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5 Things You Didn't Know You Could Recycle

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What happens when common problems can be solved through creative, out-of-the-box solutions? Umbrellas become high-end clothing. Sport shoes are turned into new sporting equipment. Eye glasses and soap are remanufactured to serve the health needs of third-world countries. Through chemical separation, metals from batteries are reclaimed and resold. Ultimately, solutions can be found to the growing issue of waste disposal.

1. Umbrellas

Currently, there is no place in many communities to take old umbrellas. However, Himane, a New York City design studio, is taking old umbrellas of any kind, size or shape and turning them into high-end fashionable clothing and accessories. In fact, the one-of-a-kind fashion line starts at $50. Learn more at himane.com.

2. Sports Shoes

Nike's "Reuse a Shoe" initiatives have collected more than 25 million pairs of shoes. That is enough to create a chain of athletic shoes that goes all the way around the world more than five times. That is a lot of kicks kept out of the landfill. Learn more at nikereuseashoe.com.

3. Eye Glasses

According to the World Health Organization, an estimated 284 million people worldwide suffer from poor vision simply because they do not have access to or cannot afford care. In some countries, a pair of eyewear costs more than a month's salary. Organizations like One Sight are working to solve these issues by taking old glasses in America and redistributing them to these impoverished communities. Learn more at onesight.org.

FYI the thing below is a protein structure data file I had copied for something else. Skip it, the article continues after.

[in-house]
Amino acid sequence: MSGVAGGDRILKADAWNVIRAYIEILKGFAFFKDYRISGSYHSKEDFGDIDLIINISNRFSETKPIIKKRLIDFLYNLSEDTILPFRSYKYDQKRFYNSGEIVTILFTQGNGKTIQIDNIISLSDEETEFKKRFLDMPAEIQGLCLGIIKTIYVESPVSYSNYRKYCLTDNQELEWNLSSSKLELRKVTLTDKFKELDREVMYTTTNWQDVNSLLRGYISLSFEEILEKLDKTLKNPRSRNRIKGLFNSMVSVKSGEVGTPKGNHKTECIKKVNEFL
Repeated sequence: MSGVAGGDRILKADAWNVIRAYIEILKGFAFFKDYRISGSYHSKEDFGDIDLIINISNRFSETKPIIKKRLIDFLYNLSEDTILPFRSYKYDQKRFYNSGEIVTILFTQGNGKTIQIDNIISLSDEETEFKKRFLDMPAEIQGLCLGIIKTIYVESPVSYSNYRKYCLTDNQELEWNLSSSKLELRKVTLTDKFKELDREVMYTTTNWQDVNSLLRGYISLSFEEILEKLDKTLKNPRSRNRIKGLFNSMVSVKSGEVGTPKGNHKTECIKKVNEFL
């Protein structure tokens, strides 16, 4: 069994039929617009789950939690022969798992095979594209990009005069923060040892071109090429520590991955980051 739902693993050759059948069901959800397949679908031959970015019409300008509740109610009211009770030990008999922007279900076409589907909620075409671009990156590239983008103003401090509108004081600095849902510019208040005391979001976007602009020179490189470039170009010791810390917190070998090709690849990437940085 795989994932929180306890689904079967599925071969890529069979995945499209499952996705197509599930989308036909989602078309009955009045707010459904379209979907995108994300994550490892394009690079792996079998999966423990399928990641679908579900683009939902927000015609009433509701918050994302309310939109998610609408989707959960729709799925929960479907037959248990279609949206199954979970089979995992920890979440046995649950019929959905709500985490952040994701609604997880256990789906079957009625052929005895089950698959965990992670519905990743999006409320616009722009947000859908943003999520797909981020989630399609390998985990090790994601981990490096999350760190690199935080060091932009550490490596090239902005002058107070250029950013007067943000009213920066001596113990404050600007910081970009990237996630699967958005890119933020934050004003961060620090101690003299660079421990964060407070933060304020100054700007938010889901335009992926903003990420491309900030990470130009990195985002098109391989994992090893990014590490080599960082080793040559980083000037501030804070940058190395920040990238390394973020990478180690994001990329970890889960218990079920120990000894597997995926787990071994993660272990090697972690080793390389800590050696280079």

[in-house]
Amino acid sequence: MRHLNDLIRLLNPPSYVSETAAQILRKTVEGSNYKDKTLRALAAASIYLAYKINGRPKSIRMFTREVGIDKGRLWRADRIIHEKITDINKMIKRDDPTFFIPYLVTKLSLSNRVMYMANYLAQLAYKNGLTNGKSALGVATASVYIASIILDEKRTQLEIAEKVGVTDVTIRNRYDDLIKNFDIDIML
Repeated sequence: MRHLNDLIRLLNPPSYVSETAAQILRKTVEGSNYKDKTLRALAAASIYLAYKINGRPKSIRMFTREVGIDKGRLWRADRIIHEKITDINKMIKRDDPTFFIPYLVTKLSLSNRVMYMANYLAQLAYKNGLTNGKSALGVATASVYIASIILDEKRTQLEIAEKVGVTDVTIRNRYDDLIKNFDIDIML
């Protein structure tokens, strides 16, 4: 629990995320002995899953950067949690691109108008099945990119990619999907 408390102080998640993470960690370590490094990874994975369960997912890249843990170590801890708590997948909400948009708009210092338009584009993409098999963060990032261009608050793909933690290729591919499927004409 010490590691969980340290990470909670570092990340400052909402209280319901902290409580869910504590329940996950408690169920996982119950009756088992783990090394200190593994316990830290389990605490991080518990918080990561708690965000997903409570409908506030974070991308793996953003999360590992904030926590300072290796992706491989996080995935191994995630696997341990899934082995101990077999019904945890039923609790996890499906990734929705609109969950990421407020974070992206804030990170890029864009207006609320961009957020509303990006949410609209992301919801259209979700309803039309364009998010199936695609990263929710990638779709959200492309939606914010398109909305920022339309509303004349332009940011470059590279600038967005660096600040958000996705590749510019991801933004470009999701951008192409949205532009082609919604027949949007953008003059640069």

4. Batteries

The Environmental Protection Agency estimates that consumers buy approximately three billion batteries each year. According to Battery Solutions, batteries that are not recycled and end up in landfills can leak toxic compounds into our environment. Learn more about the complex chemical recycling process of batteries at batteryrecycling.com.

5. Bar Soap
Each year, more than two million impoverished children die from diarrheal illness around the world -- the approximate population of San Antonio, Texas. "The issue is not the availability of soap. The issue is cost," Derrek Kayongo, founder of the Global Soap Project, told CNN. "[Many] make $1 a day, and soap costs 25 cents. I'm not a good mathematician, but I'm telling you I'm not going to spend that 25 cents on a bar of soap." Learn more at the globalsoap.org.

On the contrary, there is no such thing as "away." Consumption and waste are going to continue offering challenges to humanity. Consequently, together we must rise to find solutions to these issues.

Please contact Greening Forward at info@greeningforward.org and a recycling expert will help you recycle any of the above materials.